Place into the middle of the oven and bake for 55-60 minutes (check the cake 10 minutes sooner for a fan-forced oven). Check to see if the cake is cooked by inserting a skewer, if it's cooked it should come out clean. Remove the cake from the oven and let cool in the baking tin for a further 10 minutes, melt the remaining 30 grams of butter and brush over the top of the cake. Then turn the cake out of the pan to cool apple side up. This cake is nice warm, and is best eaten on the day of baking.

Thursday, November 20, 2008

Spicy Lentil Soup

The Archivist had to get a wisdom tooth removed; the procedure wasn't especially traumatic by his account, but the dentist recommended soft foods be eaten on the following day. I love soups and braises, and the weather here had turned unseasonally mild. For lunch I made a soup inspired by one my mum used to like to make - using a can of Sanitarium Savoury Lentils and a can of tomato soup with some fresh vegetables added; my version uses some short cuts but is far more satisfying. I used half green and half Australian puy lentils, the puy held up well to the long cooking time and and green started to disintegrate making the tomatoey broth rich and hearty.

Spicy Lentil Soup
Makes 6 serves

1 tbsp olive oil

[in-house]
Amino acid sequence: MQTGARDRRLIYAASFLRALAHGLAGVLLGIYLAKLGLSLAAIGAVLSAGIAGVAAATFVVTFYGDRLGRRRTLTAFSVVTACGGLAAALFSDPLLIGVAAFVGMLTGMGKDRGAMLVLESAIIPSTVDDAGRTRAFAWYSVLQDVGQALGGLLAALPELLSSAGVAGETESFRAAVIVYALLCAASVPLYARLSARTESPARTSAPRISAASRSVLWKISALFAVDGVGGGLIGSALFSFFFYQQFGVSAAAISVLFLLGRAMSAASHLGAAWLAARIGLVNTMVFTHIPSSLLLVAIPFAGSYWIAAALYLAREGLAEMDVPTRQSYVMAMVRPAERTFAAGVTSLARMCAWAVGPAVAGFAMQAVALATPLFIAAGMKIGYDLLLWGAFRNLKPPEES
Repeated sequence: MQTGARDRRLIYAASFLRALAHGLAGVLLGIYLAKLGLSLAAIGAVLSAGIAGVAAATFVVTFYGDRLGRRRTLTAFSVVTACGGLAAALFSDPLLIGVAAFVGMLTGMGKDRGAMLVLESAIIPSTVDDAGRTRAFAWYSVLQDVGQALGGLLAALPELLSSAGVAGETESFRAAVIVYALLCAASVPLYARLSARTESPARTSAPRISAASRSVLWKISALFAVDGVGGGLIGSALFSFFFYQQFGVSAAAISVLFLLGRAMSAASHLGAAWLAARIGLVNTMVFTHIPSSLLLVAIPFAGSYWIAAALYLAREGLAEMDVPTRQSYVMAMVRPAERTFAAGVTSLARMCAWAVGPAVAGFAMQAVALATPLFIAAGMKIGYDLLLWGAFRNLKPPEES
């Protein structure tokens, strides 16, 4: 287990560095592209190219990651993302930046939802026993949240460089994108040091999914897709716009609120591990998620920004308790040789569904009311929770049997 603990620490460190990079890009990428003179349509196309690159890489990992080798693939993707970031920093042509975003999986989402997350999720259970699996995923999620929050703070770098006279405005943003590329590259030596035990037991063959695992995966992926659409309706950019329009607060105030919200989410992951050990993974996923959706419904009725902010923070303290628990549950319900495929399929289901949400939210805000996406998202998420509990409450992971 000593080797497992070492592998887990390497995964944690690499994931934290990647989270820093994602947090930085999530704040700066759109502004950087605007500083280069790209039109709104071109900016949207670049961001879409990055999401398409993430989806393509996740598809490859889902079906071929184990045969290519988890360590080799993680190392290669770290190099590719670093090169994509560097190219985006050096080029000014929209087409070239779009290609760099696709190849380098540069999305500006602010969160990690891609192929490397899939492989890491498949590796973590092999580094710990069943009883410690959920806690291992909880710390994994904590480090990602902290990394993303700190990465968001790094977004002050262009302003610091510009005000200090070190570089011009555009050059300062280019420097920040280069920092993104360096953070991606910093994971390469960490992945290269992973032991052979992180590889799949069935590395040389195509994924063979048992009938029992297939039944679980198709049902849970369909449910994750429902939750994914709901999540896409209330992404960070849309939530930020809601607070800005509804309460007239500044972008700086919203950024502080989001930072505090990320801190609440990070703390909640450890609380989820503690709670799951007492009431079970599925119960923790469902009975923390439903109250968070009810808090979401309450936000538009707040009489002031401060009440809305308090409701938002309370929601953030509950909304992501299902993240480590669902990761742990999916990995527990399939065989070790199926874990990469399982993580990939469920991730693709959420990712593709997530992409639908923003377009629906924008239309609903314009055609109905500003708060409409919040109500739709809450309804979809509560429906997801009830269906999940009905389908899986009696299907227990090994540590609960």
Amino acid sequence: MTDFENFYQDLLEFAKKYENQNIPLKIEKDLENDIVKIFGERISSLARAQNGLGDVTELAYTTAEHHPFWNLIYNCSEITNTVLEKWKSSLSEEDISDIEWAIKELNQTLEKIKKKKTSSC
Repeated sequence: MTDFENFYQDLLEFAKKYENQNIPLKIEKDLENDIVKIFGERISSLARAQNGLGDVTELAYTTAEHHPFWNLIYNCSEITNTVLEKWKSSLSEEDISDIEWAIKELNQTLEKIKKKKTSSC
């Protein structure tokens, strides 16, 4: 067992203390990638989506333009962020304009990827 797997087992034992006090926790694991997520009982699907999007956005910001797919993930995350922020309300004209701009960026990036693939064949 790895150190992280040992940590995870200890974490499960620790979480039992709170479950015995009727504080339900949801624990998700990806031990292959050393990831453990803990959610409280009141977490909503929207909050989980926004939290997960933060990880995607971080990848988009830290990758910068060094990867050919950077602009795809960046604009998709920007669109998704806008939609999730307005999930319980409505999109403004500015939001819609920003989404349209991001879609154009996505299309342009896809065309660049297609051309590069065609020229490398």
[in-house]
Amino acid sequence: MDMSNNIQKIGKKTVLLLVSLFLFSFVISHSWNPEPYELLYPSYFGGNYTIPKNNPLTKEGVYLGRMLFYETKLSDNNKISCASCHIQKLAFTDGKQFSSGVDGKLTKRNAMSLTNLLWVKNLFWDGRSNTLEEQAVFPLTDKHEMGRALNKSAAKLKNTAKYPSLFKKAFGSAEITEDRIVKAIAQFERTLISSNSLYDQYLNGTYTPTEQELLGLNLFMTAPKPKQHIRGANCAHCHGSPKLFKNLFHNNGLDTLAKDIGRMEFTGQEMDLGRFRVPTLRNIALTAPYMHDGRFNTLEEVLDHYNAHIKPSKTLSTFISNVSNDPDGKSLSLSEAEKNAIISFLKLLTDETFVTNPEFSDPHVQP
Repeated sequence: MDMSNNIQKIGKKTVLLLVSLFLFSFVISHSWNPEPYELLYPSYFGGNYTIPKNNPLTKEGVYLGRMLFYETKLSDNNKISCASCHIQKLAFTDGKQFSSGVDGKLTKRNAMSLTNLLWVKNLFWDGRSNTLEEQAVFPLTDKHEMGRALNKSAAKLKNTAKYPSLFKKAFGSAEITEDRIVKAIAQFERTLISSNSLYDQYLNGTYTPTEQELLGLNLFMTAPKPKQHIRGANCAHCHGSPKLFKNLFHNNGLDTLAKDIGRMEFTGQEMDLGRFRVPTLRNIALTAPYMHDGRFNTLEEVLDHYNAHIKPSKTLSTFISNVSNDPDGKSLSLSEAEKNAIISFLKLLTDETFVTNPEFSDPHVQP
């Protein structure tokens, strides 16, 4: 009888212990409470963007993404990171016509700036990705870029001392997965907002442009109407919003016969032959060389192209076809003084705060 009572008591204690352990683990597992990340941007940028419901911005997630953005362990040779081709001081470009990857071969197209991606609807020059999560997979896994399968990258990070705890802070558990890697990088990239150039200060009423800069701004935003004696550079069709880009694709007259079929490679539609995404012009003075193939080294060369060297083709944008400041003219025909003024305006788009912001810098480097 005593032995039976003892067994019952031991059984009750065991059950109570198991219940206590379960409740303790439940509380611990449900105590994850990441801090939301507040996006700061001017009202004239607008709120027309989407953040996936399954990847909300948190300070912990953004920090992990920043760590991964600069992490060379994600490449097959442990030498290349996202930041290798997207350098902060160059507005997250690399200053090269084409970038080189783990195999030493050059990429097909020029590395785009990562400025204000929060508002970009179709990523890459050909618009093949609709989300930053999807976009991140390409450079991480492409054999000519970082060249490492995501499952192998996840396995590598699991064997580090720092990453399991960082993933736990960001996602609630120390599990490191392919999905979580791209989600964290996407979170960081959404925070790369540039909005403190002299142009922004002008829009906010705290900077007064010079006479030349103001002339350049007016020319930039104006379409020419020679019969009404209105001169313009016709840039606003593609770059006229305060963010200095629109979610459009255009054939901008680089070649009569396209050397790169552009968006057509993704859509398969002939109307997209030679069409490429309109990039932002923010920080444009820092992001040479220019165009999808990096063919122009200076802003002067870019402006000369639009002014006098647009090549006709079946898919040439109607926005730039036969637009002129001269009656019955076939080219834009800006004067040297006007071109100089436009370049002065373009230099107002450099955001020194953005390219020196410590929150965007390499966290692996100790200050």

2 small brown onions, diced
3 small carrots, cut in half length ways and into half-moons
1 cup of celery, cut into crescents
1 tsp cumin
1 tsp coriander
1/2 tsp black pepper
2 tsp Spanish smoked paprika
1.5 liters chicken or vegetable stock or water
300 g lentils
3 small potatoes, diced into 2 cm cubes
600 ml tomato passata
1 zucchini, cut in half and into half-moons

Sweat the onion, carrot and celery in olive oil in a saucepan of about 3 liter capacity over a low heat, the onions should turn translucent and the vegetables should soften - if the vegetables stick or brown the pan is too hot. Grind the cumin, coriander and black pepper, add these spices and the paprika to the pan. When the spices are fragrant add the stock, lentils, potatoes and passata and let simmer over a low heat for about an hour and a half. Add the zucchini about 10 minutes before serving, other delicate green vegetables like broccoli or baby peas could also be added at this point. Add salt to taste.

This soup reheats well, but you may need to add some water on the second day. It also freezes well.

Monday, November 3, 2008